The process of mixing paints is called subtractive color-mixing as opposed to the additive color mixing of colored lights, because the pigments we mix together absorb (subtract) some wavelengths and reflect others, just as the barn and the tree did. (Hypothetically, a mixture of red, yellow, and blue would absorb all wavelengths of light, reflecting none: that is, it would produce black. In practice, we call the color produced by such mixtures neutral.) This makes it clear that the more colors we mix together, the less bright our result will be. A useful practical rule is to not use more than three colors in any mixture. The mixing of opaque paints is beset with complications, but with largely transparent paint films we can predict the colors of mixtures fairly well using the color rules we have all learned: blue and yellow make green, red and yellow make orange, etc. There are surprises though. For example, black and yellow make a nice greenish-yellow, the color of young growth on trees in spring; after all, that is what a neutralized yellow looks like.
As I said earlier, magenta, yellow and cyan constitute the best three-pigment mixing-palette. It allows many greens, blue-greens, and purples to be mixed that can’t be made from the paint-box red, yellow, and blue, but neither magenta nor cyan are colors commonly found in the subjects we paint—although cyan would be very useful in the tropics and magenta might be invaluable for flower paintings. General-purpose palettes usually include more widely useful reds and blues. We will look at various palettes in a moment. But first, I would like to explore the claim that the primaries cannot be mixed.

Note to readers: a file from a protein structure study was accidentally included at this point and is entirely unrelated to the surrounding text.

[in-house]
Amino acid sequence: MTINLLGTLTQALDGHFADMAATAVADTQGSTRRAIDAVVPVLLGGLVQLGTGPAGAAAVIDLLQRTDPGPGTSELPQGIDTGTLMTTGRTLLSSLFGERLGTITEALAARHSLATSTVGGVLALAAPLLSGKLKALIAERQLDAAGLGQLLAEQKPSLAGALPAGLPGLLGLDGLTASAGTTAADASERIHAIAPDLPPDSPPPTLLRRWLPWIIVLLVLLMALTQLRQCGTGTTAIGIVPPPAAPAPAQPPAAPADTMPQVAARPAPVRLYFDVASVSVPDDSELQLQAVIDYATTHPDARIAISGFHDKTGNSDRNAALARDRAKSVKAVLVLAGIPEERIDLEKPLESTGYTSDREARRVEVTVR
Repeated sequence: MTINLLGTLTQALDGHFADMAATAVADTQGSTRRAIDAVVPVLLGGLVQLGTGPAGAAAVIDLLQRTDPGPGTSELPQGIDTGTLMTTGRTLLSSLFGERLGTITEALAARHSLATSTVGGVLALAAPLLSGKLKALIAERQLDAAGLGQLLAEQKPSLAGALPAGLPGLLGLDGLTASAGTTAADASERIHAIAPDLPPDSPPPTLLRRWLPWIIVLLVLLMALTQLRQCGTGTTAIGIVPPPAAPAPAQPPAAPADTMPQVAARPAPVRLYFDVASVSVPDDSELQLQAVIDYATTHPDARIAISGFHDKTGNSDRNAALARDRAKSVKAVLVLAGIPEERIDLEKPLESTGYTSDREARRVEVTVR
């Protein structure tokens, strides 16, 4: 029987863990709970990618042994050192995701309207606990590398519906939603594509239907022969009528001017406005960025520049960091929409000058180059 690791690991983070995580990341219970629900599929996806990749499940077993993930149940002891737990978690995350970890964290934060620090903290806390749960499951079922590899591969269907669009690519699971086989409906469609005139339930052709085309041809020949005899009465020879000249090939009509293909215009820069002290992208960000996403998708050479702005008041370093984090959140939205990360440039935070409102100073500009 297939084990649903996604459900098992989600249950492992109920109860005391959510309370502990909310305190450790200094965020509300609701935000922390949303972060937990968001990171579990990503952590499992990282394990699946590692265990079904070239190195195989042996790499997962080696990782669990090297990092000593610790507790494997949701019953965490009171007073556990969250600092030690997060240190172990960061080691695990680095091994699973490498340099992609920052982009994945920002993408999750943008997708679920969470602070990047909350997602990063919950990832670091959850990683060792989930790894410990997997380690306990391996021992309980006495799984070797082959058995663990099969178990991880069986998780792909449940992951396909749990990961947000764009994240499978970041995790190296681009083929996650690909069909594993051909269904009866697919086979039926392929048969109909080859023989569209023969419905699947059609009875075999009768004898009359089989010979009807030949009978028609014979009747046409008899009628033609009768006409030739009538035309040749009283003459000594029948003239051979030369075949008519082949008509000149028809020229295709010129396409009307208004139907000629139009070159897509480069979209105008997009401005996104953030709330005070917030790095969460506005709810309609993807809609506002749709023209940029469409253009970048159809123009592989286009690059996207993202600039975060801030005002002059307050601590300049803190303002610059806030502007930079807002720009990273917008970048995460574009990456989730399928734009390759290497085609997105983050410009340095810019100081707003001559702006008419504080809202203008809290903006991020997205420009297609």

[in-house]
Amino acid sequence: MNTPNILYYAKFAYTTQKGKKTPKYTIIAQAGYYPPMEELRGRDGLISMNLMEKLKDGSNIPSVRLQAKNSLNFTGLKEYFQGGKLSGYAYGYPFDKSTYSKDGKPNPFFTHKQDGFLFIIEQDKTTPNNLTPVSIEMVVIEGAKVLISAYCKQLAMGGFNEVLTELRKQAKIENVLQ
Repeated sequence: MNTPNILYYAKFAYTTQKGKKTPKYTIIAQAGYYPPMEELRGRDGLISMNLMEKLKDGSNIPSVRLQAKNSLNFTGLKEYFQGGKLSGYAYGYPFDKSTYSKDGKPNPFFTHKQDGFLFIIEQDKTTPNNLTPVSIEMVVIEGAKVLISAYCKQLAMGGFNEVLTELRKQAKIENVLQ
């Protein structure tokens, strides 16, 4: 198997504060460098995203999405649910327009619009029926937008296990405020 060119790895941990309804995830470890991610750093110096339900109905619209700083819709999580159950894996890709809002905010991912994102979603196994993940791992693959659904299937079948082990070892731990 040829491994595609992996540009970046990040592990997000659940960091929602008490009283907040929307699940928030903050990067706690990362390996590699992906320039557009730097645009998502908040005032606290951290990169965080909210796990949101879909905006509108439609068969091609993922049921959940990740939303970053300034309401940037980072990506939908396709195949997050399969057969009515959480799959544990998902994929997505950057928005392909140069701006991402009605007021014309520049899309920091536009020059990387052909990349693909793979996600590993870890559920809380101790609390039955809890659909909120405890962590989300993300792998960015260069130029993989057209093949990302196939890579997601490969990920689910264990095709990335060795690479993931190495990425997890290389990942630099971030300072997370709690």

Let’s perform a thought experiment. Imagine that we have three paints with the same tinting strength (which we rarely have), and we mix one drop of yellow with one drop of blue to make two drops of green as summed up by the equation: 1Y + 1B = 2G. Now let’s mix one drop of yellow with one drop of red to get two drops of orange: 1Y + 1R = 2O. Now, let’s mix these two mixtures: 2G + 2O = (1Y + 1B) + (1Y + 1R), and we can rewrite the right half of this equation as 1Y + (1Y+ 1B + 1R). We know that yellow, red, and blue mixed together give us a dark neutral color which we will call N, so we can now rewrite the result of our mixtures as 1Y + 3N. This is simply a darkened yellow, but one we mixed from green and orange. (Remember that there is a loss of brightness in all mixtures of pigments!) While we are playing with this color algebra, let’s mix a neutral from complements: 1R + 1B = 2V and 1Y + 2V = 1Y + 1R + 1B = 3N. In other words, if our paints had the same tinting strength it would take twice as much of the secondary, violet, to completely neutralize any given amount of the primary, yellow. When you think about it for a moment, that is exactly what you would expect, but what you often hear suggests that equal amounts of yellow and violet make neutral. This isn’t true, and all of this is without regard to what might be great differences in tinting strength. (Tinting strength is extremely important when talking about mixtures of colored paints!)
What about the notion that you should always mix your greens? You have already seen that there is a loss of brightness in all mixtures, so if there is a bright tube-green of a color you like, you should use it. After all, it is easy to vary a green by adding yellows, or oranges, or reds, or blues to it, and this is generally more satisfactory than beginning with blues and yellows. You should also be aware that many paints are already mixtures of various pigments. That is true of Hooker’s Green and Sap Green for example. I am looking at a tube of Hooker’s Green that lists two pigments: brominated copper phthalocyanine and isoindolinone. These have the Pigment Index numbers PG 36, and PY 110, respectively: a green pigment and a yellow pigment. By contrast a tube of Chromium Oxide Green lists only one: Chromium Oxide, PG 17. (We will look at the use of black and the earth colors later when we discuss palette choices.)